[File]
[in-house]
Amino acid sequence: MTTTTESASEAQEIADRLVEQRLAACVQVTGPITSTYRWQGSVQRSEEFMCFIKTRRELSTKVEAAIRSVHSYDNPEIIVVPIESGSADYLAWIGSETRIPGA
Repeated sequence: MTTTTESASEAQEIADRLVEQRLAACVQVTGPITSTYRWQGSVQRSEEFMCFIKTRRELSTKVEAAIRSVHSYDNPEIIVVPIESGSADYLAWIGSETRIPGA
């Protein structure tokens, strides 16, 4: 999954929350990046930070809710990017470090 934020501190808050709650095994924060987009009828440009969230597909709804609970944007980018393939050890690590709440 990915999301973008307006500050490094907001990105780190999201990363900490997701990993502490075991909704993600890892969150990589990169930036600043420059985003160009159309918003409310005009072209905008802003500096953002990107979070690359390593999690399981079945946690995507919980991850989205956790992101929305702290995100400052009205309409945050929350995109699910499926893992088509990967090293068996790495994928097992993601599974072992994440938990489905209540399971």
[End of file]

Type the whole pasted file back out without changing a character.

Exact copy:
[in-house]
Amino acid sequence: MTTTTESASEAQEIADRLVEQRLAACVQVTGPITSTYRWQGSVQRSEEFMCFIKTRRELSTKVEAAIRSVHSYDNPEIIVVPIESGSADYLAWIGSETRIPGA
Repeated sequence: MTTTTESASEAQEIADRLVEQRLAACVQVTGPITSTYRWQGSVQRSEEFMCFIKTRRELSTKVEAAIRSVHSYDNPEIIVVPIESGSADYLAWIGSETRIPGA
């Protein structure tokens, strides 16, 4: 999954929350990046930070809710990017470090 934020501190808050709650095994924060987009009828440009969230597909709804609970944007980018393939050890690590709440 990915999301973008307006500050490094907001990105780190999201990363900490997701990993502490075991909704993600890892969150990589990169930036600043420059985003160009159309918003409310005009072209905008802003500096953002990107979070690359390593999690399981079945946690995507919980991850989205956790992101929305702290995100400052009205309409945050929350995109699910499926893992088509990967090293068996790495994928097992993601599974072992994440938990489905209540399971």